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A victory for intersex organizing (Nursing Clio)
by Elizabeth Reis
In the 1950s, surgeries to “repair” the genitals of intersex infants became standard. Decades later, many of the adult survivors of these surgeries started organizing to change things.

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What does it mean for a society to collapse? (The New York Times Magazine)
by Ben Ehrenreich
For 6,000 years, societies have grown, become more complex, and collapsed or dispersed. Can the causes of decline tell us anything about our own societies? And what would collapse mean when complex systems reach around the whole globe?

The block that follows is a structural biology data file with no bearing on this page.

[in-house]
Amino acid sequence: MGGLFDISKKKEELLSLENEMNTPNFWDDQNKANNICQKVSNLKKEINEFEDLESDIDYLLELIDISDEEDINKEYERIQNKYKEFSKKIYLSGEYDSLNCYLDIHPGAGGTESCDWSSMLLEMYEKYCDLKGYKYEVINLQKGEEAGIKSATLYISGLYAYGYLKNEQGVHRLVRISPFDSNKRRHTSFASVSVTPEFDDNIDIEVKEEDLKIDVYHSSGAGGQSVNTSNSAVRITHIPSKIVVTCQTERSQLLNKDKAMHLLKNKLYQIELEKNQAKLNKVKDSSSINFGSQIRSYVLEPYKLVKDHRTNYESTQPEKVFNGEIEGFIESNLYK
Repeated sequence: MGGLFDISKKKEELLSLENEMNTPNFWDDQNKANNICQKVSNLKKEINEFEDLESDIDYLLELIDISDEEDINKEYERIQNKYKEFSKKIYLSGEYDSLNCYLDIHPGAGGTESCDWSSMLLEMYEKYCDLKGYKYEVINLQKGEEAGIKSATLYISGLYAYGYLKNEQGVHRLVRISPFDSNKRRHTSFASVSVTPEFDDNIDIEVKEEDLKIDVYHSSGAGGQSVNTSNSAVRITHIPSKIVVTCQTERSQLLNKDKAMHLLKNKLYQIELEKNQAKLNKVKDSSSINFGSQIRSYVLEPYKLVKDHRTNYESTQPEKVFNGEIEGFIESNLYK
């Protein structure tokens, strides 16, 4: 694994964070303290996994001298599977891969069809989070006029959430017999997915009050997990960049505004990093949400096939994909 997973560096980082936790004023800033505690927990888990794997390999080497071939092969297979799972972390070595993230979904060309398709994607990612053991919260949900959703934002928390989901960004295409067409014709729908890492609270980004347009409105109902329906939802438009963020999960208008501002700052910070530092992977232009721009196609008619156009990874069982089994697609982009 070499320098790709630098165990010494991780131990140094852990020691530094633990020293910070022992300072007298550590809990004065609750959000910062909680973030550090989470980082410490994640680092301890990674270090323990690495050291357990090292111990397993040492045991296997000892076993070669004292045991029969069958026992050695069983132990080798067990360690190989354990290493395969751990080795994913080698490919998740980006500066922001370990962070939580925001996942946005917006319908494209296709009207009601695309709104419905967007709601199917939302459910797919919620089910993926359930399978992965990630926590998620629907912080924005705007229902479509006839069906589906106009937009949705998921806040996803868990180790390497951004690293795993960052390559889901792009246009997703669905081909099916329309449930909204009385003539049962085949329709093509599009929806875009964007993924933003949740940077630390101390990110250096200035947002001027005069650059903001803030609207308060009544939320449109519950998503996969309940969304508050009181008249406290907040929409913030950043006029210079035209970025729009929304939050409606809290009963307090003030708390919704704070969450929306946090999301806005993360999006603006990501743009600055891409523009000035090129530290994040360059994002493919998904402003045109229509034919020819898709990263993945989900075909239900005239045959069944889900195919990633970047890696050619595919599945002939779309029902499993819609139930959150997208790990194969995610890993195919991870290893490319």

How Aztec philosophy explains the Day of the Dead (The Conversation)
by Lynn Sebastian Purcell
To the Aztecs, consciousness was the result of different “minds” in different parts of the body bringing their various desires together. The rituals of the Day of the Dead helped maintain balance for the living while helping the parts of their loved ones that remain after death.

The legacy of an election-day massacre (National Geographic)
by Sydney Combs
On election day of 1920, a mob burned the Black area of a Florida town after a Black landowner tried to vote. A century later, the survivors’ descendants are still fighting voter suppression.

How exceptional is U.S. political polarization? (The Washington Post)
by Noam Gidron, James Adams, and Will Horne
The country is breaking apart along partisan lines. But it turns out the U.S. isn’t necessarily more polarized than other rich, democratic countries. Which doesn’t mean it’s not a problem.

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